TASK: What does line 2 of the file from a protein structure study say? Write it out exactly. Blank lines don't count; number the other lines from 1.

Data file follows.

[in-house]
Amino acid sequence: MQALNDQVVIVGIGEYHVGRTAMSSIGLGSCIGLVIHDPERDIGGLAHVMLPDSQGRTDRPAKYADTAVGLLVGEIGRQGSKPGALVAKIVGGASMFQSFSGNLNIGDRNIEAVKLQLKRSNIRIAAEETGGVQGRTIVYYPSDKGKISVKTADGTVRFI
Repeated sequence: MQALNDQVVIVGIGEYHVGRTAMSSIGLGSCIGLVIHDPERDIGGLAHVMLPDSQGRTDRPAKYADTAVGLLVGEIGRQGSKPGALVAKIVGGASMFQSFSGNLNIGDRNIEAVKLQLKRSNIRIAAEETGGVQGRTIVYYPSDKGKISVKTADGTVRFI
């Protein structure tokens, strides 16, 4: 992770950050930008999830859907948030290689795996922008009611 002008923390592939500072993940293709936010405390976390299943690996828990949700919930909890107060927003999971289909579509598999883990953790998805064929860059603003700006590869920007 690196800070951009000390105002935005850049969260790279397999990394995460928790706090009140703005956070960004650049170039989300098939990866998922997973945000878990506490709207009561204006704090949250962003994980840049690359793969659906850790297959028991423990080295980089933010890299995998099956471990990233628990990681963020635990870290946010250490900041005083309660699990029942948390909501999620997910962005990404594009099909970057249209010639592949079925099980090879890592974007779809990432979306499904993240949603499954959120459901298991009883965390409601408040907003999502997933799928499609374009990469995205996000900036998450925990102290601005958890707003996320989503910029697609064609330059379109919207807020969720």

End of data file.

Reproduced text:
Amino acid sequence: MQALNDQVVIVGIGEYHVGRTAMSSIGLGSCIGLVIHDPERDIGGLAHVMLPDSQGRTDRPAKYADTAVGLLVGEIGRQGSKPGALVAKIVGGASMFQSFSGNLNIGDRNIEAVKLQLKRSNIRIAAEETGGVQGRTIVYYPSDKGKISVKTADGTVRFI